Another Man's Treasures

3 weeks ago . 5 min read
RY
Robert Yota
Writer at Forbes Indonesia
Another Man's Treasures
Jaehyuk Choi, President Director of PT Inocycle Technology Group. Photo courtesy of Inocycle

According to data from the Environment and Forestry Ministry (KLHK), there were 64 million tonnes of waste in Indonesia last year. Approximately 15% of it is plastic waste, and 3.2 million were thrown into the ocean. Plastic trash mismanagement is still a prevalent issue in the country. Only 10-15% of plastic waste is being recycled, with the remaining 60%-70% piling up in waste disposal sites (TPA) and 15%-30% becoming pollutants to the environment.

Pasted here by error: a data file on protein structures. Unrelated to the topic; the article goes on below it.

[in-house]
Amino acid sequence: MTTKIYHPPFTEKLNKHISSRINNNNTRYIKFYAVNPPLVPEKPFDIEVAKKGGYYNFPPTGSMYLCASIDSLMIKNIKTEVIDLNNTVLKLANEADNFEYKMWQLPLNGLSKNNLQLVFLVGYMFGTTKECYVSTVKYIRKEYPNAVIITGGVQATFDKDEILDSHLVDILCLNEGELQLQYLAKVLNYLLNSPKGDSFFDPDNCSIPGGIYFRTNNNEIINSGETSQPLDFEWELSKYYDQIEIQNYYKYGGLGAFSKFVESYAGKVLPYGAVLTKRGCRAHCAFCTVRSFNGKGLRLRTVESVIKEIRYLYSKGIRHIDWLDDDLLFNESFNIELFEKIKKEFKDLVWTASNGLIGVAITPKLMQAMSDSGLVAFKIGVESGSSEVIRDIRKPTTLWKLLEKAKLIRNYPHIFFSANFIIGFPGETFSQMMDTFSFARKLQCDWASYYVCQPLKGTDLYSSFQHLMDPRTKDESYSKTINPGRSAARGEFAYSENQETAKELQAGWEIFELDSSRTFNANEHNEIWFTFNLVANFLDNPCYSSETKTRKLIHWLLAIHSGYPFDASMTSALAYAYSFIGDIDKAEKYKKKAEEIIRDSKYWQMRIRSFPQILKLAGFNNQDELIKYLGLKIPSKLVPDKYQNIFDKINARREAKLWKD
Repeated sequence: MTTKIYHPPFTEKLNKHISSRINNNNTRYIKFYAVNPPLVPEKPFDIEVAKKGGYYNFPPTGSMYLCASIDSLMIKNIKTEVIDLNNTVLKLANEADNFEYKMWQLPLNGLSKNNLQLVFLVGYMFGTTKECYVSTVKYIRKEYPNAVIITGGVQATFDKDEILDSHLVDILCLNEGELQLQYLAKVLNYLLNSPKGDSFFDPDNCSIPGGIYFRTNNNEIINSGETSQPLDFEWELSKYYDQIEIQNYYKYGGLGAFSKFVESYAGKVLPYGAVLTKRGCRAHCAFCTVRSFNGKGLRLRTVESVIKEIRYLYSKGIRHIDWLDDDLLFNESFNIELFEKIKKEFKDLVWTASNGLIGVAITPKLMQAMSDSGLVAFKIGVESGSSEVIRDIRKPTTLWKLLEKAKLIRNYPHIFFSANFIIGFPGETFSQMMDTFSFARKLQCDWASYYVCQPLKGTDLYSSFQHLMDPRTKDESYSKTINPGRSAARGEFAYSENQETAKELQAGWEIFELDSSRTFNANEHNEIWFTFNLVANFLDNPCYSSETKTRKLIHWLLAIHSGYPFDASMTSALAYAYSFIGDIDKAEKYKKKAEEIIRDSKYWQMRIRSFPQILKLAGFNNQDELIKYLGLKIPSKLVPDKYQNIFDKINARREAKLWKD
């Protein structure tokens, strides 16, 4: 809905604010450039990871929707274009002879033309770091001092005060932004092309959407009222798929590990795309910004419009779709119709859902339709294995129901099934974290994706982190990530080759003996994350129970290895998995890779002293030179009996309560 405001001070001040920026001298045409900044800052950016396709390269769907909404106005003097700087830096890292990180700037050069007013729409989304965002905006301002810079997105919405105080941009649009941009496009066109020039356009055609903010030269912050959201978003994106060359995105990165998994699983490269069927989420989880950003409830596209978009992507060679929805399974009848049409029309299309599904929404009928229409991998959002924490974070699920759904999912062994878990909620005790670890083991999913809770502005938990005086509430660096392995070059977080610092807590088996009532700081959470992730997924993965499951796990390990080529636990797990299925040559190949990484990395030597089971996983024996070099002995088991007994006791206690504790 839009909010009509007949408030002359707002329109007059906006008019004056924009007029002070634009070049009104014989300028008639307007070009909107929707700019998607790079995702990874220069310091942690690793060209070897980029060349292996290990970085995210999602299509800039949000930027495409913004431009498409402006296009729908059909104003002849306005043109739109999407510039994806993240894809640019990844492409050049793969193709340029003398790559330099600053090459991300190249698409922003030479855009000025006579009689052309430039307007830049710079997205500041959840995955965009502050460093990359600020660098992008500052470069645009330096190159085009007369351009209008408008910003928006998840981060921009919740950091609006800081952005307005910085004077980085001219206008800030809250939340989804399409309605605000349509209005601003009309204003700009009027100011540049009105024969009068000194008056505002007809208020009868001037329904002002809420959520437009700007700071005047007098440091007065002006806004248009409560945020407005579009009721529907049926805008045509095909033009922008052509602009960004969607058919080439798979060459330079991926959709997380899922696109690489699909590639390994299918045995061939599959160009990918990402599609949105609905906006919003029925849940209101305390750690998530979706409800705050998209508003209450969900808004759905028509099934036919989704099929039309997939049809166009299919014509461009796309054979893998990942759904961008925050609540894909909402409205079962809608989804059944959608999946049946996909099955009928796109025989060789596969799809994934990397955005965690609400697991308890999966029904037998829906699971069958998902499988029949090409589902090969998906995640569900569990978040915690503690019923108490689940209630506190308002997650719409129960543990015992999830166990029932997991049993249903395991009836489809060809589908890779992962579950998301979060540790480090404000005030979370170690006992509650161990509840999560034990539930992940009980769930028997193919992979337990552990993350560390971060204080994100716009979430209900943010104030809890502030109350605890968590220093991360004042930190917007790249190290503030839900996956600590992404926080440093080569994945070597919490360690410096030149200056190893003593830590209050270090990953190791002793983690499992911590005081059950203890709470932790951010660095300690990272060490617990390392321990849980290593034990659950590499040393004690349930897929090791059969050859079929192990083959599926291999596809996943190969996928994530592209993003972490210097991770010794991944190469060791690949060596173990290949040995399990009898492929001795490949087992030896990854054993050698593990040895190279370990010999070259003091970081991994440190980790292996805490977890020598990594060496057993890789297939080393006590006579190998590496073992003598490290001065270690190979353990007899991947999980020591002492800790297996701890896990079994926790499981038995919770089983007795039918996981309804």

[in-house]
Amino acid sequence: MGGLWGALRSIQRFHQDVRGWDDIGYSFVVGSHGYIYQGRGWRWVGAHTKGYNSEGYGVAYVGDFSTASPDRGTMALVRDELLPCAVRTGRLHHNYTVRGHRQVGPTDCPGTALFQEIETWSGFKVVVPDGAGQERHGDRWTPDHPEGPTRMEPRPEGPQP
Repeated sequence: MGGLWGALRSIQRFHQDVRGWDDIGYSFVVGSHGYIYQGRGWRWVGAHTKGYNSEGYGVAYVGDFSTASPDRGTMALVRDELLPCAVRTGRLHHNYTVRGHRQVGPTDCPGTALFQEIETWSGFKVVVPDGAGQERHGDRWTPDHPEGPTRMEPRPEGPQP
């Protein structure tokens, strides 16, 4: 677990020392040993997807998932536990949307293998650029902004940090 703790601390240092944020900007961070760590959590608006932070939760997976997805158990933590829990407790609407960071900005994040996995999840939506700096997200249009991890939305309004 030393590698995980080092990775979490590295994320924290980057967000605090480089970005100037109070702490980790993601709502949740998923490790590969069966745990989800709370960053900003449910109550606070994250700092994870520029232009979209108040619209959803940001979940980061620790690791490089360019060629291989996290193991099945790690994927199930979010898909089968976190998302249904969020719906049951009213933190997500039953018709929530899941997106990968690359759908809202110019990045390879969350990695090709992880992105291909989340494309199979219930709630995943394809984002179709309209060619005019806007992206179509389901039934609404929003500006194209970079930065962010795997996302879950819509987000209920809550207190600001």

Publicly listed PT Inocycle Technology Group is a recycler of polyethylene terephthalate (PET) waste. PET is the most commonly used thermoplastic polymer for fiber, packaging, and bottles. The company currently operates five factories located in Tangerang, Karanganyar, Mojokerto, Salatiga, and Palembang, with a total production capacity of 37,600 tonnes with an average 85.4% utilization rate. Furthermore, the company employs 1,000 workers. Inocycle's main product is eco-friendly fiber, recycled polyester staple fiber (Re-PSF) produced from PET plastic waste. The fiber is used as fillings for pillows, jackets, dolls, and shoes. In addition, the company also manufactures non-woven products such as padding, needle, punch, geotextile, and thermal bonding that are used as raw materials for bed equipment, cars, garment, and construction. Inocycle also produces homeware products made from Re-PSF, such as pillows, blankets, carpets, quilt, and bed covers. Some of the company's most notable clients include car brands Toyota, Honda, Mitsubishi, Nissan, and Daihatsu as well as Matahari Department Store, King Koil, and Itochu, to name a few. Inocycle works closely with municipal governments for the collection process.